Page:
Trivia: The Magnificent Ambersons
- Executive Meddling: One of the most notorious cases in film history. It's pretty much a tragedy all around.
- Welles was initially contracted to do a two-picture deal for RKO Pictures with full Auteur License and Protection from Editors. After the controversy and failure of Citizen Kane, Welles chose Ambersons (which he had already adapted for Radio) as his next project. As a token of good faith, Welles surrendered final cut on the film, believing that the film was far less topical then Kane and unlikely to cause controversy. Production ran into problems since Gregg Toland, Welles' collaborator on Kane had to do another film forcing him to work with Stanley Cortez (a great DP in his own right but at the time a little slower and less experimental than Toland). The collaboration did not work out and the film became delayed in production. Then Welles was contracted to shoot a documentary in Brazil.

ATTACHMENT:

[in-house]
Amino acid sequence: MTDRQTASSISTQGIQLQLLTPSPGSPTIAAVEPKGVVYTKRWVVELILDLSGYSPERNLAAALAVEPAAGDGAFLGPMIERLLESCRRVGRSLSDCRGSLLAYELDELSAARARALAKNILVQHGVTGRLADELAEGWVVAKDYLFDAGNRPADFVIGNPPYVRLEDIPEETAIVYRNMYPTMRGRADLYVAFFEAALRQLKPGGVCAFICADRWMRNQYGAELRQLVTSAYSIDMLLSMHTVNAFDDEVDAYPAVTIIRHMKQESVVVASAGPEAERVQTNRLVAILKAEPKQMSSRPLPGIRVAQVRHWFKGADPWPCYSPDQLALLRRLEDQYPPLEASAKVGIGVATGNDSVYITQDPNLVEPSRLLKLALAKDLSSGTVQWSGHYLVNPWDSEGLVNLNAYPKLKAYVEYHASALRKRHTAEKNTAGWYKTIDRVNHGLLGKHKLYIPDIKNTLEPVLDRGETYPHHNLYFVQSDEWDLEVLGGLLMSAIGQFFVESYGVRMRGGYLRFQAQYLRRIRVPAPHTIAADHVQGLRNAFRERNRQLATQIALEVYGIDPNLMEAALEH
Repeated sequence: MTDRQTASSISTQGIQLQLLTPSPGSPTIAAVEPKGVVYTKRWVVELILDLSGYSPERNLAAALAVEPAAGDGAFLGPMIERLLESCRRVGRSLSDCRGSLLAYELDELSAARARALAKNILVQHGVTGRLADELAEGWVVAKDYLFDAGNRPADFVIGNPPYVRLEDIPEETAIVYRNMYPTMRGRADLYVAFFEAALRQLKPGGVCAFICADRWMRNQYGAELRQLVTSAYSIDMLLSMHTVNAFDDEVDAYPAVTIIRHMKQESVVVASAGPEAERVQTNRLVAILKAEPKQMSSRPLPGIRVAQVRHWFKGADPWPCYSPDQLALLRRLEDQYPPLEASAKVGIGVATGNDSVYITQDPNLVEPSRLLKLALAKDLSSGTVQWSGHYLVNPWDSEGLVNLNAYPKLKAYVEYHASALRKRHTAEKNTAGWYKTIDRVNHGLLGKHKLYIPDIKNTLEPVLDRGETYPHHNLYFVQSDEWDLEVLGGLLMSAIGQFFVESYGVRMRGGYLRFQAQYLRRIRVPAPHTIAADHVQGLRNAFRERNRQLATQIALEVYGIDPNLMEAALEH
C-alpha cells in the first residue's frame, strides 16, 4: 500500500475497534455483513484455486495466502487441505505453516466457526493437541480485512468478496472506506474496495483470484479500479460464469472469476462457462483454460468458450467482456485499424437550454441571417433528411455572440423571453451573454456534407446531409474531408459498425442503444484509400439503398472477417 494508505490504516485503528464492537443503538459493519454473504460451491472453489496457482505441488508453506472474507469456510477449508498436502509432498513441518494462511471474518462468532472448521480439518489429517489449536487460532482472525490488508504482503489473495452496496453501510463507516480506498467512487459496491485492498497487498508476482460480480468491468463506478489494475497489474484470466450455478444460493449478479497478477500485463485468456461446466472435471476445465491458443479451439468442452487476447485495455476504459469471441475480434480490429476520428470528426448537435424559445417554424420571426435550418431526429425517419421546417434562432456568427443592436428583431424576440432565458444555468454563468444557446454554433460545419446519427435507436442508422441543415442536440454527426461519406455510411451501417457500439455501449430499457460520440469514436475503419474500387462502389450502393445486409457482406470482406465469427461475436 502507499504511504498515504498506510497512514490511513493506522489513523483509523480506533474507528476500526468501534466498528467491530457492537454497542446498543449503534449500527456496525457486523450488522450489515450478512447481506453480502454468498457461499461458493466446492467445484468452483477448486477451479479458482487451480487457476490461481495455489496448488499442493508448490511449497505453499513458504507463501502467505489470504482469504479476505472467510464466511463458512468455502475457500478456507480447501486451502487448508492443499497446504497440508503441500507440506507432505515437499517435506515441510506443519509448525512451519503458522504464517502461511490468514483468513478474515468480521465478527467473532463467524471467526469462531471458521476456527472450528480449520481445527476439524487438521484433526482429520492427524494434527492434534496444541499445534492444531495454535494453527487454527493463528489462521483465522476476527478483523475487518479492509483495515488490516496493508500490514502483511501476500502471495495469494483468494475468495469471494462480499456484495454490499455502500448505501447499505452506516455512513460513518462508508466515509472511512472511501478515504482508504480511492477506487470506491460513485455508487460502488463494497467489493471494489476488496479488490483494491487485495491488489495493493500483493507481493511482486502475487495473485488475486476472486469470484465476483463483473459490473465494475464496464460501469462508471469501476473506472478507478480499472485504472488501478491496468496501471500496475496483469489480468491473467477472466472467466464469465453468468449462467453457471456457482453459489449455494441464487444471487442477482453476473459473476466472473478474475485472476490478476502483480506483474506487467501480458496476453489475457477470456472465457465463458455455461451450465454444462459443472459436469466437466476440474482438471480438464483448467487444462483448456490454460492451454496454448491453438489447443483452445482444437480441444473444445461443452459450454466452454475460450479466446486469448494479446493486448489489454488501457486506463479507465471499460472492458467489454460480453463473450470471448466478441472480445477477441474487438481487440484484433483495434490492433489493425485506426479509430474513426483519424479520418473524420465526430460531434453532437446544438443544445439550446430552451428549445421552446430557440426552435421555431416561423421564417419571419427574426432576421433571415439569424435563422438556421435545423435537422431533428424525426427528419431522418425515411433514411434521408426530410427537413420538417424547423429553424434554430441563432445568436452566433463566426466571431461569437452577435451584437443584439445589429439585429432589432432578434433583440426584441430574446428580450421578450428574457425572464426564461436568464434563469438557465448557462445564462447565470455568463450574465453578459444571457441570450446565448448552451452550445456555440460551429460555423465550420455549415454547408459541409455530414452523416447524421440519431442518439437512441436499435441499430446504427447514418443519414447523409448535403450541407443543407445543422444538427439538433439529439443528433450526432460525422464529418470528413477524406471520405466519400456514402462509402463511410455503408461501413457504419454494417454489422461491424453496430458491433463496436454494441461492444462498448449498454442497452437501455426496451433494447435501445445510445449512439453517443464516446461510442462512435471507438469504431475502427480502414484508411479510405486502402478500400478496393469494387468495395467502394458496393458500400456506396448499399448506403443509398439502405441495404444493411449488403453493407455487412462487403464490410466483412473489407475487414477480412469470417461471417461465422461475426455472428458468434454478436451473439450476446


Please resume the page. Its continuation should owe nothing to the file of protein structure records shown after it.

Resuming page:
- Welles' initial cut was submitted to a preview at Pomona (thanks to the trouble the studio went through with his other film). The audience was shown the film at the bottom half of a family musical, and they ended up laughing at it. Editor (and later director) Robert Wise stated that it was the worst preview he ever saw and called it a "disaster" (however cards from the previews showed that at least 10% of the audiences liked the filmnote ).
- There was a second preview at Pasadena which was cut down by Welles and Wise, and this played much better. However, RKO didn't want to take a chance and so they cut nearly a hour's footage (131 minutes to 88 minutes), reshot several scenes and a new ending. Robert Wise spent years insisting that his cut was superior. Though Welles regarded it as a travesty and Bernard Herrmann was likewise appalled at his musical score being cut and asked for his name to be taken off from the credits. In the end RKO burned the footage, despite producer David O. Selznick's suggestion to send it to the Museum of Modern Art, since he felt it was a masterpiece.
- Keep Circulating the Tapes: Neither RKO nor Warner ever sold this movie on DVD until 2011, during the 70th anniversary of Citizen Kane.
- Screwed by the Network / Executive Meddling: Welles' original cut of the film was over two hours and featured a different ending but the studio took it out of his hands.